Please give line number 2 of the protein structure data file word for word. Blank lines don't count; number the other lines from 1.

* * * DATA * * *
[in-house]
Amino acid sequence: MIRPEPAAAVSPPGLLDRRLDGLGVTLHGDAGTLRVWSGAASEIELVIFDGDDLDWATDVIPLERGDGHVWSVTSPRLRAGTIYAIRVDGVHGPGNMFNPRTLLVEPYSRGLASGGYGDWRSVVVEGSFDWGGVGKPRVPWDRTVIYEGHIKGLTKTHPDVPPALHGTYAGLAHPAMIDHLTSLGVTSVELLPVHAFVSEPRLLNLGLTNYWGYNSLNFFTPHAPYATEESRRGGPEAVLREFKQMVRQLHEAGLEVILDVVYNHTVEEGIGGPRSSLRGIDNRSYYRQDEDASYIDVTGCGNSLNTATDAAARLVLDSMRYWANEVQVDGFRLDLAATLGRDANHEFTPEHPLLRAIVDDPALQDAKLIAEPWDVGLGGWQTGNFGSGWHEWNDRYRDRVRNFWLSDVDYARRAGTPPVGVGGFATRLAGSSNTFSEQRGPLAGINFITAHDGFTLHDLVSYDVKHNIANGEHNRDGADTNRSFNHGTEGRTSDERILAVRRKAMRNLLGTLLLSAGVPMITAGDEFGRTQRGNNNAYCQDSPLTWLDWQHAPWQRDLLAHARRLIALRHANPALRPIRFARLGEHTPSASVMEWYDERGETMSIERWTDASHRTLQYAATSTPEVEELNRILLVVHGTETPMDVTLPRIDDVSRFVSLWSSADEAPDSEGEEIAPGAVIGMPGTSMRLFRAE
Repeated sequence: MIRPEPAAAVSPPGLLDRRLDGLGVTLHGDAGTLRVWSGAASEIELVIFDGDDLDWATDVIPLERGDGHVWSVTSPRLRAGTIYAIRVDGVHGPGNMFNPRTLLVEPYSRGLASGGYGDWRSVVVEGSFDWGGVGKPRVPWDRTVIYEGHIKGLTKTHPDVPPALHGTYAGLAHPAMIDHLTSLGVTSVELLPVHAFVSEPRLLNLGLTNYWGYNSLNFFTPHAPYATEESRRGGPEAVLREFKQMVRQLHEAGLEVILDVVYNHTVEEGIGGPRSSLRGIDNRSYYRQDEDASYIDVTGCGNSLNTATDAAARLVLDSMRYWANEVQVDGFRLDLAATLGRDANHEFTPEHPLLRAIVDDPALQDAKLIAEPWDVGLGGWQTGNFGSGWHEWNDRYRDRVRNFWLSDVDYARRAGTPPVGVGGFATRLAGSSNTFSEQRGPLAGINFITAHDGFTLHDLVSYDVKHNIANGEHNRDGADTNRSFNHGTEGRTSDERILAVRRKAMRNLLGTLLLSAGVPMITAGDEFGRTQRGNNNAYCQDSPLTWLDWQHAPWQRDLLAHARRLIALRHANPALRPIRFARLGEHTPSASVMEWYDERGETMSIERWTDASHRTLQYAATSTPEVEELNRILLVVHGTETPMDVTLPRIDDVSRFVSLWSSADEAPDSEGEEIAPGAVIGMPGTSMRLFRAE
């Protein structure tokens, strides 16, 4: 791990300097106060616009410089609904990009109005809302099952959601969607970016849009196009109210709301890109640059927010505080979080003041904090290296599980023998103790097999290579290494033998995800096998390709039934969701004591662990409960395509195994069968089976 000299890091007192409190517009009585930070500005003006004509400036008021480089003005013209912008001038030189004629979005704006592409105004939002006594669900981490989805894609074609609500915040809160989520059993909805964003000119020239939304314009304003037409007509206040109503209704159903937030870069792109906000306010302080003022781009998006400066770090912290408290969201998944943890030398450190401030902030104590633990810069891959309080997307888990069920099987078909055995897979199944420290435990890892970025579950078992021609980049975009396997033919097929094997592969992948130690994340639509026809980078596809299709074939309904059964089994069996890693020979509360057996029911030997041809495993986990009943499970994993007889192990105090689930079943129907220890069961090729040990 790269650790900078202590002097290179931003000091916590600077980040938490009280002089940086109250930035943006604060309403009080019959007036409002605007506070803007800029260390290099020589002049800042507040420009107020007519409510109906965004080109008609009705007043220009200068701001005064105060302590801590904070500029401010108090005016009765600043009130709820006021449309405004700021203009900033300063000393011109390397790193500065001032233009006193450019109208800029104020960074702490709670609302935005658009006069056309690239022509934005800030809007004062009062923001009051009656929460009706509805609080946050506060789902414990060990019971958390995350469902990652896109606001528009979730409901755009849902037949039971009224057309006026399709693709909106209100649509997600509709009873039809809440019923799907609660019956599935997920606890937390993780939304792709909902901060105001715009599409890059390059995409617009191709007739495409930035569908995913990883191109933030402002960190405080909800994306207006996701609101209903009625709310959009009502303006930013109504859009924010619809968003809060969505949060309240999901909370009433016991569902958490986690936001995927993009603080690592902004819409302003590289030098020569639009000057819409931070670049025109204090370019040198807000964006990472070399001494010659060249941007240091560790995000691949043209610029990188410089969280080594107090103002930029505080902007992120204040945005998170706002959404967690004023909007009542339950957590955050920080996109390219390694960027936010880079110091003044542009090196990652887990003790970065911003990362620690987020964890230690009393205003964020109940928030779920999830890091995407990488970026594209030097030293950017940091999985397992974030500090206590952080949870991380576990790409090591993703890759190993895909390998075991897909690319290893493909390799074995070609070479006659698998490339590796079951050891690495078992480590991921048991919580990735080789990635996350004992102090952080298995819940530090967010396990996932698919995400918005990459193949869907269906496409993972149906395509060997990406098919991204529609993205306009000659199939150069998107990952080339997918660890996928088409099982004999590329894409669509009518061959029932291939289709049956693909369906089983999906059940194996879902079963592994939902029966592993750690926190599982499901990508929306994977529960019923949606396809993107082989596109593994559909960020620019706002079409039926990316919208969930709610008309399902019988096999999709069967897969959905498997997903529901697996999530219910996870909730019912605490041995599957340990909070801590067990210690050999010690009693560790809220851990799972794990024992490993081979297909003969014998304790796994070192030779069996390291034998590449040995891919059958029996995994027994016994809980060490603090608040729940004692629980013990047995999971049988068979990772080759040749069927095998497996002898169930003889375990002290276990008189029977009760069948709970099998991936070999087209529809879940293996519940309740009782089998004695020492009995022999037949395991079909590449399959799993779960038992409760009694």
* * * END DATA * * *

Amino acid sequence: MIRPEPAAAVSPPGLLDRRLDGLGVTLHGDAGTLRVWSGAASEIELVIFDGDDLDWATDVIPLERGDGHVWSVTSPRLRAGTIYAIRVDGVHGPGNMFNPRTLLVEPYSRGLASGGYGDWRSVVVEGSFDWGGVGKPRVPWDRTVIYEGHIKGLTKTHPDVPPALHGTYAGLAHPAMIDHLTSLGVTSVELLPVHAFVSEPRLLNLGLTNYWGYNSLNFFTPHAPYATEESRRGGPEAVLREFKQMVRQLHEAGLEVILDVVYNHTVEEGIGGPRSSLRGIDNRSYYRQDEDASYIDVTGCGNSLNTATDAAARLVLDSMRYWANEVQVDGFRLDLAATLGRDANHEFTPEHPLLRAIVDDPALQDAKLIAEPWDVGLGGWQTGNFGSGWHEWNDRYRDRVRNFWLSDVDYARRAGTPPVGVGGFATRLAGSSNTFSEQRGPLAGINFITAHDGFTLHDLVSYDVKHNIANGEHNRDGADTNRSFNHGTEGRTSDERILAVRRKAMRNLLGTLLLSAGVPMITAGDEFGRTQRGNNNAYCQDSPLTWLDWQHAPWQRDLLAHARRLIALRHANPALRPIRFARLGEHTPSASVMEWYDERGETMSIERWTDASHRTLQYAATSTPEVEELNRILLVVHGTETPMDVTLPRIDDVSRFVSLWSSADEAPDSEGEEIAPGAVIGMPGTSMRLFRAE